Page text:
Hey it's us! So to be honest it's our ritual to write these every year. This year we are all kind of tired, but we won't stop educating. These are meant for others to read and take in the thoughts of Native American peoples and their thoughts on this man made holiday. I'll add my words later in the article for now you'll hear from Angie as usual.
Hello it’s Angie I hope you’re having a good day. Today is this “holiday” that people call Thanksgiving. This day is not really a day to celebrate tho and that is because it’s about the genocide of Native Americans. It is still the same till this day from back then. Every Thanksgiving it’s the usual go have dinner with your family and go around the table and say what your thankful for. For me it’s 2 different things, with my mom we write this article ofc and make Ojibwe Menawagaamig juice and make delicious fry bread. We would watch documentaries and make Tipi’s and draw native symbols on them.Then with my grandmother and her family they do the stereotypical Thanksgiving dinner. To be honest this year I don’t really know how to feel frfr cuz like it’s literally the same thing as the past 2 years. This is my second year of High School and none of my teachers acknowledged Natives at all. Not even the substitute that I had for history. So my portion of this article is pretty much gonna be really short because nothing has really changed at all. Last thing i’d like to say is try and spend some time to understand why this is a day of mourning for Native Americans.
Some important thoughts I would like to include from last year in case there are new people reading this article.
For my last few words I am going to say this... Please take the rest of this day learning about the true meaning of Thanksgiving. BTW ya'll tomorrow is "black friday" but did you also know it is Native American Heritage day? Also all of November is Native American Heritage month. One more thing, do you find it odd how Americans celebrate 'Thanksgiving" and then spend the next day fighting each other shopping? I think possibly many Americans are not thankful for what they have -- we live in a fast fashion, and consumer driven world. Many people use "Thanksgiving" as an excuse for spending time with our loved ones? What about the rest of the year? Does it only count for man made holidays to appreciate your loved ones, and spend time with them? Some delicious imaginary food for thought… I get it people use today to be with family and eat, but why does it always have to be a holiday to do this? To be grateful? Should we not be thankful everyday for who is in our life, for what we have? Everyone including Native American and indigenous peoples might do thanksgiving, and I have nothing against that, I just wish that people would acknowledge and be willing to learn what this day is about.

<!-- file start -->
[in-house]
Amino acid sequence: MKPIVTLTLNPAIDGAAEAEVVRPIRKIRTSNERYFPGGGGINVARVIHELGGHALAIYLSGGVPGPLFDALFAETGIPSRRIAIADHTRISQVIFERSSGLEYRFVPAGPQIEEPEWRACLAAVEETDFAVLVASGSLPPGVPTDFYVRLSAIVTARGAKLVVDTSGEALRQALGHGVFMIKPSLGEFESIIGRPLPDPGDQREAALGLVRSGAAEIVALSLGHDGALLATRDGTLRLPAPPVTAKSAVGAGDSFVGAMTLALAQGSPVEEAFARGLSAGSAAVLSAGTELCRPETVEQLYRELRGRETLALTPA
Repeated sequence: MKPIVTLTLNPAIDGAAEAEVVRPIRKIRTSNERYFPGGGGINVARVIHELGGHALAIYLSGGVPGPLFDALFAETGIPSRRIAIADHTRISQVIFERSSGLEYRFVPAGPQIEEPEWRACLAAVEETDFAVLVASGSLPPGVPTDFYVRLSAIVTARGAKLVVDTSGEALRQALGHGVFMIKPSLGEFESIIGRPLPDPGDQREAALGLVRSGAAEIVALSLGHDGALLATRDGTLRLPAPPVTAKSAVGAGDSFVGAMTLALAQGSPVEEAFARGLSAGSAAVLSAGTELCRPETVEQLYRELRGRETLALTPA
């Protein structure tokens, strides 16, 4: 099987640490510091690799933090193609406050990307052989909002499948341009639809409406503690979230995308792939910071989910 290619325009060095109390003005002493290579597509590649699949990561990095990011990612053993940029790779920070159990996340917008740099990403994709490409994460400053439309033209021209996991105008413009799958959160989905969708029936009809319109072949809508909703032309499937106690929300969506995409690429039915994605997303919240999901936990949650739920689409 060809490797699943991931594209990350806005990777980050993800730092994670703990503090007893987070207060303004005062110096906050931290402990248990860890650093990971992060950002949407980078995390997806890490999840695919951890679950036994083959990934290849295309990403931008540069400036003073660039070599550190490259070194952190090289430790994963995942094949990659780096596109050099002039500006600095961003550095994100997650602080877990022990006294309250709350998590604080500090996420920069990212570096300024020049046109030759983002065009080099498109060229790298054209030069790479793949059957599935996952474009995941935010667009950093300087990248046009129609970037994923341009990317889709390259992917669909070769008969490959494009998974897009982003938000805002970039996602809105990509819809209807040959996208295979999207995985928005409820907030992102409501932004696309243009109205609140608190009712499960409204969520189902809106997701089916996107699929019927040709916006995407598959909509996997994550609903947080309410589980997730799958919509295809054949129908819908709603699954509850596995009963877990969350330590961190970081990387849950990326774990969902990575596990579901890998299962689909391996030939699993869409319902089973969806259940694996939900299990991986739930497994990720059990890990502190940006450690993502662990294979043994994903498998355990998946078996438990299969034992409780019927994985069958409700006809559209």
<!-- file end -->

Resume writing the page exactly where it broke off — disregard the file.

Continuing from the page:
Also happy Transgender Awareness month.
What does this day mean to me.
To most "it's a day to be thankful!"
Cause "they say" it's when the Europeans were thankful to the Natives for sharing their food and helping them survive through winter, however that's not the truth. We were never thanked. We were slaughtered, stolen, raped, tortured and changed. The genocide that followed is still going on in very real ways. Indigenous people have long been the casualty of European settlers greed,fear and wanting to eradicate what isn't like them, what they don't understand. This entire "Holiday" is built on a lie. One that shouldn't be further white washed into a day to just be thankful. If this had happened to any other ethnicity, no one would be celebrating. It means the beginning of the end to me.
Growing up, my Native and mixed heritage extended family made the day about fall food and being together. I was the only kid in the family literally and figuratively stirring the pot about broken promises, Dishonest Abe, and manifest destiny. When I'd mutter my grievances about the sham holiday a little too loudly, my mom would send me out of the kitchen. After spending over a week prepping, baking, and cooking, it was more of a reward than punishment. In the years since, my family members have passed on or became estranged, I now find making my versions of my mom's dishes to be comforting.
I'm fortunate to have thoughtful, and respectful chosen family, and a supportive partner. In the past,, I've occasionally felt like a token "Indian" at the table, or treated as a curiosity of Turtle Island. Nowadays, my friends and chosen family are well aware of the history of the day, why I dress "extra Indigenous " this time of year, and how eating a slice of pecan pie made from my granddads recipe makes me tear up.
I'd like non-Natives to know we want you to face the ugliness done to us, that still affects us, and not whitewash and ignore or tokenize us. Seeing Thanksgiving decorations change from depicting cartoon Natives, pilgrims, and turkeys, to just pilgrams and turkeys is such an empty gesture.. Rather than address historical falsehoods, they've simply removed us from the cartoon table. Renaming the day, dedicating it to Indigenous peoples, sharing our stories from our viewpoints - making it a day of rememberance, instead of gluttony, parades, and televised sports.
So at the end of this, as I said from the beginning I would like to add some words. We are here, and all of us have diverse perspectives and thoughts on this day. For many of us we choose to honour our ancestors. Transgenerational trauma is real. Settler colonialism is not the past or something historical. Settler Colonialism is a structure, most of us live in these structures today. I will be linking some resource reading in this for y'all to read if you decide to. I also urge you to check on who's land you're on. I currently am a visitor on the Kumeyaay lands. Many people from LA are on Tongva lands. We urge you to click this link to see who's land you're on -- Who's land am
Some resources for learning & unlearning
A vid to watch